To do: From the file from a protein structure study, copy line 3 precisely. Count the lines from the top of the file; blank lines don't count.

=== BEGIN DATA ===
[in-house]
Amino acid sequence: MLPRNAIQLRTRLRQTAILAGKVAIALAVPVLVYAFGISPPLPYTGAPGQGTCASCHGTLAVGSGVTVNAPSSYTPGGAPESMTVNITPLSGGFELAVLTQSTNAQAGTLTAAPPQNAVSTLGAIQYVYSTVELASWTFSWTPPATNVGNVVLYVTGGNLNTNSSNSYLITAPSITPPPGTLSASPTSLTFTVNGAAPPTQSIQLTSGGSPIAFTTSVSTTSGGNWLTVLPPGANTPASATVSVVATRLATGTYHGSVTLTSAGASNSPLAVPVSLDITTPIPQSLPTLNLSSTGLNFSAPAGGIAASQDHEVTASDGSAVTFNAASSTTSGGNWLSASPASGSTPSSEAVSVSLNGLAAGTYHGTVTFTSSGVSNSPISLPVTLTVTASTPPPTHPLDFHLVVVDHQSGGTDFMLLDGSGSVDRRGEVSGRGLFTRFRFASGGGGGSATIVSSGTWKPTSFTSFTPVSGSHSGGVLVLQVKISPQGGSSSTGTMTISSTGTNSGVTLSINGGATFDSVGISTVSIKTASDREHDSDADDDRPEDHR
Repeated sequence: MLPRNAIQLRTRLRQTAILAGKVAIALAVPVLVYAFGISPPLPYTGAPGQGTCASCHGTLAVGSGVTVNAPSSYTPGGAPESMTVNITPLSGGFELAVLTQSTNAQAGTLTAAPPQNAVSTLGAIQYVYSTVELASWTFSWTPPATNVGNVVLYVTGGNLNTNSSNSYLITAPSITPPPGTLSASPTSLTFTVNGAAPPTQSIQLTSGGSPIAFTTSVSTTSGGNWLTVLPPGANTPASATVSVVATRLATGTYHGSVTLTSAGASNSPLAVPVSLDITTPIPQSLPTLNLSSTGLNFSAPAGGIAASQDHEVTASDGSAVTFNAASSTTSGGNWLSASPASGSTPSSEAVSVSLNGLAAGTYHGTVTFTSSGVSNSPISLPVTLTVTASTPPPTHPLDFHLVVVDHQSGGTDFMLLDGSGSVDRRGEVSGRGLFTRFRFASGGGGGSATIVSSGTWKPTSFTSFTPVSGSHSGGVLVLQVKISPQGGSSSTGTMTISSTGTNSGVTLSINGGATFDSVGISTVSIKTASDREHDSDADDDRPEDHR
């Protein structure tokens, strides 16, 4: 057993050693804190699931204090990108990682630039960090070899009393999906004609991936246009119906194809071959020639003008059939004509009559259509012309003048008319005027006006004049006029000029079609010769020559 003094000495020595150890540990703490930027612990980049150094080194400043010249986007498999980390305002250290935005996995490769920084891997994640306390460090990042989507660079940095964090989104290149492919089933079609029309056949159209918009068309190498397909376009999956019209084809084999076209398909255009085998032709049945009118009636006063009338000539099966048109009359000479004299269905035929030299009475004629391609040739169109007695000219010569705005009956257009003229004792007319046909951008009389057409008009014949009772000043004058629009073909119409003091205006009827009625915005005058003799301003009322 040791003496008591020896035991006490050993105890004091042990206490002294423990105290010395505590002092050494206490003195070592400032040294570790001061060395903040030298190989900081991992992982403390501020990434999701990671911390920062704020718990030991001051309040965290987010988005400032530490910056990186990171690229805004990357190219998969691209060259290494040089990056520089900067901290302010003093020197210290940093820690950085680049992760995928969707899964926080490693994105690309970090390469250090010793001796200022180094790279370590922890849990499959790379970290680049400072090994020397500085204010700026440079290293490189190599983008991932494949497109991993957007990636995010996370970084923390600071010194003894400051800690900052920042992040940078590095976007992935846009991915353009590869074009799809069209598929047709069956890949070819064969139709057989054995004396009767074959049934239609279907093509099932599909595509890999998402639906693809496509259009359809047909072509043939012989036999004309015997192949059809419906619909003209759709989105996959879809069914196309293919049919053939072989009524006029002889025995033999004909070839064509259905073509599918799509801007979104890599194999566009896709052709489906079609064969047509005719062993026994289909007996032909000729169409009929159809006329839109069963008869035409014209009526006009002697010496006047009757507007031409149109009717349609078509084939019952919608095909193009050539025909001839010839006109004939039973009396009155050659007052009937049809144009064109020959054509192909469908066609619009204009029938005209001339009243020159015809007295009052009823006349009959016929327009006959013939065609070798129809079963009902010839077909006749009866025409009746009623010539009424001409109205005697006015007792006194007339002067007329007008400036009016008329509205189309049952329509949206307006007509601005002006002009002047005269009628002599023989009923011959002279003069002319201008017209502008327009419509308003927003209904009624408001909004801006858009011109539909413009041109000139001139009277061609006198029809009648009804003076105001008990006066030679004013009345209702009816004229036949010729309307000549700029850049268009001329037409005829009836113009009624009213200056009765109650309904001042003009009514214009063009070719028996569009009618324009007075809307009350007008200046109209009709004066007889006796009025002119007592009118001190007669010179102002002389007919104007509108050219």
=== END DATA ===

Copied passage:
Repeated sequence: MLPRNAIQLRTRLRQTAILAGKVAIALAVPVLVYAFGISPPLPYTGAPGQGTCASCHGTLAVGSGVTVNAPSSYTPGGAPESMTVNITPLSGGFELAVLTQSTNAQAGTLTAAPPQNAVSTLGAIQYVYSTVELASWTFSWTPPATNVGNVVLYVTGGNLNTNSSNSYLITAPSITPPPGTLSASPTSLTFTVNGAAPPTQSIQLTSGGSPIAFTTSVSTTSGGNWLTVLPPGANTPASATVSVVATRLATGTYHGSVTLTSAGASNSPLAVPVSLDITTPIPQSLPTLNLSSTGLNFSAPAGGIAASQDHEVTASDGSAVTFNAASSTTSGGNWLSASPASGSTPSSEAVSVSLNGLAAGTYHGTVTFTSSGVSNSPISLPVTLTVTASTPPPTHPLDFHLVVVDHQSGGTDFMLLDGSGSVDRRGEVSGRGLFTRFRFASGGGGGSATIVSSGTWKPTSFTSFTPVSGSHSGGVLVLQVKISPQGGSSSTGTMTISSTGTNSGVTLSINGGATFDSVGISTVSIKTASDREHDSDADDDRPEDHR